Impossible, I thought.
There isn’t anything necessarily special about this particular theme park. They all seem to have the same rides engineered by the same engineers relabeled with different names. Almost all of them have nasty, tacky carnival food that you eat only because you’re so exhausted. All attract people who look like they might have murdered someone yesterday.
At least I think they’re all like that.
Theme parks are part of the oddly fascinating business category that I hate so much: businesses where capital is productive only because of rigidity.
The thing is, theme parks are virtually the same. They’re spread out enough that few worry about attendance numbers, fun enough that people visit, and inexpensive enough that they’re virtually recession-proof when people take staycations. It’s like any other company with a really “niche” (hate that word) product. If the market is large enough to make money in, but small enough two firms cannot, and costly enough to start production, you’re going to have a monopoly, even if your product isn’t that good. But you won’t have the big bucks.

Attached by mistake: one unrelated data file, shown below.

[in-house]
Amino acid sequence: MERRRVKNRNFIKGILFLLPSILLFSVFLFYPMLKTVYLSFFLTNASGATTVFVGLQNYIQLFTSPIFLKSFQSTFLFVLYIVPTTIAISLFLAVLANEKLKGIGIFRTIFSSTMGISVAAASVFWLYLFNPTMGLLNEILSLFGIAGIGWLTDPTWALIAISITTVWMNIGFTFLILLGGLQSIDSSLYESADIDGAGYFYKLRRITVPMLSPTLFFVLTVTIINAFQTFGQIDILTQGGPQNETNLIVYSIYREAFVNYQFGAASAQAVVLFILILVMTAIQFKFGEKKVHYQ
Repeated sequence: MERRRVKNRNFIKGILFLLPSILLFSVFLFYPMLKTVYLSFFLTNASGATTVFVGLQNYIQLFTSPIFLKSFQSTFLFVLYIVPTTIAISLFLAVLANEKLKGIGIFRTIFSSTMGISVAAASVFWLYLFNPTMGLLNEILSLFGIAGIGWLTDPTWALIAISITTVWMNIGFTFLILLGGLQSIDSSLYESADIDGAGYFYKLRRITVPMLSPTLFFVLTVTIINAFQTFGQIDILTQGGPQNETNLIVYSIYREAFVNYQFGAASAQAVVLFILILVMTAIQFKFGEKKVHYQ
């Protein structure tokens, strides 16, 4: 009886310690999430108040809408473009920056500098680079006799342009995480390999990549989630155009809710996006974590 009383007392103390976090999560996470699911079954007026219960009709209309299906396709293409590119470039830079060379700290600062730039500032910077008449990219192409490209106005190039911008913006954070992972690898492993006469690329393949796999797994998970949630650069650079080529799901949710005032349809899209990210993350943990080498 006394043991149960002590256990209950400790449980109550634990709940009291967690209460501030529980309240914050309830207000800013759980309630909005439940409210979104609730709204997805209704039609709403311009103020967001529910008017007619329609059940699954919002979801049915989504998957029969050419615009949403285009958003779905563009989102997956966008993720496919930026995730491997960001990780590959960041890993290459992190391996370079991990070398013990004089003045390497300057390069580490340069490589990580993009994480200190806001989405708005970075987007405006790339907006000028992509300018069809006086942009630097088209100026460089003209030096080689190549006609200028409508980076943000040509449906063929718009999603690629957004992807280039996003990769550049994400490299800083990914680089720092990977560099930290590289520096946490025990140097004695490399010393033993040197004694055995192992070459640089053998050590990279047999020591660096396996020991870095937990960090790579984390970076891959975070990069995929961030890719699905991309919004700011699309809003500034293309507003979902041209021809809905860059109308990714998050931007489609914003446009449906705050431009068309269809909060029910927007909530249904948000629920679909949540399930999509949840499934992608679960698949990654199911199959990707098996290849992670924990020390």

Unlike retail, where competitors practically build right on top of one another, no one is going to build a theme park next to another to compete on price. There’s a certain bit of a geographic monopoly that comes with a theme park. No one builds a theme park next to another to gamble on another park’s pricing.
You wouldn’t start a $100 million project with the assumption the company next to you will sell a good time for $10 less than you once you build. It’s a terrible gamble to take.
Businesses Ended by Irrationality
Six Flags is a great example of a typical corporate screw up. The company went bankrupt only a few years ago after going on a binge of debt-fueled acquisitions. It later escaped bankruptcy and went on to be majority owned by bondholders (mostly distressed debt investors who picked up the firm’s debt for pennies on the dollar.)
Six Flags is publicly-traded – this time with much less debt, but at a higher interest rate. Luckily, because the debt isn’t a massive barrier to profitability, and because no one is insane enough to open a new park next door, and because you couldn’t compete with the firm on price (already constructed attractions built in 1960 have a lower cost structure than those built in 2012), Six Flags will probably manage to do just fine.
But it won’t do great. It won’t set landspeed records for profitability, or earnings growth. It has no real advantages other than the fact it costs a TON to open a new theme park. And I won’t own it, because the assets it owns are not productive because they are awesome. They’re productive because people have few choices and because rigidity exists.
Six Flags is the kind of company that should never go under. Except that it has before.